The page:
Semantic Domains
 A semantic field corresponds to words grouped by their meaning
 it consists of words from some domain
 e.g. in English the field "Rain" may include words like "rain", "drizzle", "downpour", "raindrop", "puddle", all of these words can be used to talk about rain
Words within one domain are related by lexical relations
 there are two kinds of lexical relations:
 term lexical relations: relations between words, typically about words that collocate (frequently used together: e.g. words "bird" and "fly")
 paradigm form: synonyms, antonyms, etc. E.g. words "big" and "large"
Forming lexical relations:
 we learn lexical relations to speak correctly
 each of us has a big mental dictionary organized into a big network of lexical relations
 there are clusters in this network: semantic field
Semantic Domains:
The Theory of Semantic Fields
Lexicon (words of a natural language) is structured into Semantic Fields
 Semantic Fields: "clusters" of semantically related terms
 relations among concepts that belong to the same Semantic Field are very dense
 and concept from different Semantic Field are typically unrelated
 Theory of Semantic Fields: it claims that words are structured into a set of semantic fields
Structural Semantics models relations between words, like in WordNet
 The Theory of Semantic Fields goes further by introducing an additional aggregation level
 Semantic Fields form higherlevel abstractions
 relations between them are much more stable than between words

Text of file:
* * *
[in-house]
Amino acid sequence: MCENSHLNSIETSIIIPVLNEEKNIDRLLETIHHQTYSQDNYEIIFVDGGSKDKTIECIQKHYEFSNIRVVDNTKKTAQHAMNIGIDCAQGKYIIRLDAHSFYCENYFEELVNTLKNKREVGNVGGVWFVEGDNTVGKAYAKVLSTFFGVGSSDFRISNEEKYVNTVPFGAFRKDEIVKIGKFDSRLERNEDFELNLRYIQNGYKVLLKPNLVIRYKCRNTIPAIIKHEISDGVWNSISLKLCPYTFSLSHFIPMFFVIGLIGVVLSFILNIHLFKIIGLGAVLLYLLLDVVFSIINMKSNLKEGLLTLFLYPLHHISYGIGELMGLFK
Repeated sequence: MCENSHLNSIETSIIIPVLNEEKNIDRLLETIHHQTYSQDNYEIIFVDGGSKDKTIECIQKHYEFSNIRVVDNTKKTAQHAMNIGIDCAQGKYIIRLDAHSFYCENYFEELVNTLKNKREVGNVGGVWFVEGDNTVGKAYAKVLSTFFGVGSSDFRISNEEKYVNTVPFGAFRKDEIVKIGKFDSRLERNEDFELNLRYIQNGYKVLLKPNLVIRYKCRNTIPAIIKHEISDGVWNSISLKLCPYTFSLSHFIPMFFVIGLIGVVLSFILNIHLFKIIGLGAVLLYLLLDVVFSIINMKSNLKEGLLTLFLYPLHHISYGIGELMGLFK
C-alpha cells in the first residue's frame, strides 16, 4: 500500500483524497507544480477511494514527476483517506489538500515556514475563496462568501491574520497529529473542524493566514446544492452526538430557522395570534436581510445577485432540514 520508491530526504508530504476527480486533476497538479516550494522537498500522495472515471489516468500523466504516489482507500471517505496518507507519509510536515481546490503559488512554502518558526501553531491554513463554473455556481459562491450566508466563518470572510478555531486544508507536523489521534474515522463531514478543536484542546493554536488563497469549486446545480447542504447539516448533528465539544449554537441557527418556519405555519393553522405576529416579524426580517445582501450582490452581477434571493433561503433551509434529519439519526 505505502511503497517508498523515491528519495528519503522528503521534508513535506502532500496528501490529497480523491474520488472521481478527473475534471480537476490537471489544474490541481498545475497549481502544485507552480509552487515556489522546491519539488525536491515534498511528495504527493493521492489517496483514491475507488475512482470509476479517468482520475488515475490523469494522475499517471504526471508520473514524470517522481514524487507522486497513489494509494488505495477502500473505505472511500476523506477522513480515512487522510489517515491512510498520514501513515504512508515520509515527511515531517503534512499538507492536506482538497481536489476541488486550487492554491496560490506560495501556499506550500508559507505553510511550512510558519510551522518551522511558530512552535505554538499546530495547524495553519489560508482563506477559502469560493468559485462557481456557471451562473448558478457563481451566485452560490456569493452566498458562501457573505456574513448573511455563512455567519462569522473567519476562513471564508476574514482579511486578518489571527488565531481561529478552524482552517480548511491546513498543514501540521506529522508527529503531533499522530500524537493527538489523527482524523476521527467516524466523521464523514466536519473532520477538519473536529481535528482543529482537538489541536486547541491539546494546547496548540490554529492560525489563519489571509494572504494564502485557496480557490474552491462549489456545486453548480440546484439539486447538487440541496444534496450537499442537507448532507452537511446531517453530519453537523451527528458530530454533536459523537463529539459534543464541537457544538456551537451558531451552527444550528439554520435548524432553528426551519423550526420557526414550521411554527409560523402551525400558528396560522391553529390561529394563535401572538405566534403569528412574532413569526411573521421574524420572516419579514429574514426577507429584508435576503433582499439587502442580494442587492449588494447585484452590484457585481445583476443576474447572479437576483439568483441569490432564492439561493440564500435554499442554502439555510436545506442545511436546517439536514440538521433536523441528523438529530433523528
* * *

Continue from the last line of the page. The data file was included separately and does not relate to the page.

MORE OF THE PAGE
even if word senses change over time, the field still stays the same
 so, Semantic Fields are usually consistent across languages, cultures and time
 there's a strong connection between Semantic Fields of different Languages: such connections don't exist among the terms themselves
Limitation of this theory:
 it doesn't provide any objective criteria for identifying Semantic Fields in the language
 solution to this problem: Semantic Domains, it's a computational approach for finding Semantic Fields
 use the lexical coherence assumption: words from the same field should cooccur in texts
Semantic Domains
Semantic Domains are Semantic Fields that are characterized by set of domain words which often occur in texts about corresponding domain
 words belonging to the same lexical field are called "domain words"
 usually large potion of the language terminology is characterized by domain words
Lexical Coherence Assumption
Basic hypothesis:
 a great percentage of the concepts expressed in the same text belongs to the same domain
 it's a basic property of any natural language: domainspecific words cooccur with each other in the same text, this property is called "lexical coherence"
 There are common areas of human knowledge such as Economics, Politics, Law, Science, etc. All these areas demonstrate lexical coherence
So, what about Semantic Fields?
 Semantic Fields are lexically coherent: words in one SF tend to cooccur in texts
 We call these fields "Semantic Domains": they are Semantic Fields characterized by lexically coherent words
Lexical coherence assumption:
 We assume that realworld documents are lexically coherent
 this guarantees the existence of Semantic Domains
 it's also proven by experiments: in real texts if you count the percentage of words that belong to the same domain, you'll see that the most belong to one domain
There are 3 types of words
 TextRelated Domain words: words that have at least one sense that contributes to determining the domain of the whore text
 e.g. word "bank" in a text about economy
 TextUnrelated Domain words: words that are from some nongeneric domain, but don't contribute to the domain of the text
 e.g. word "church" in a text about economy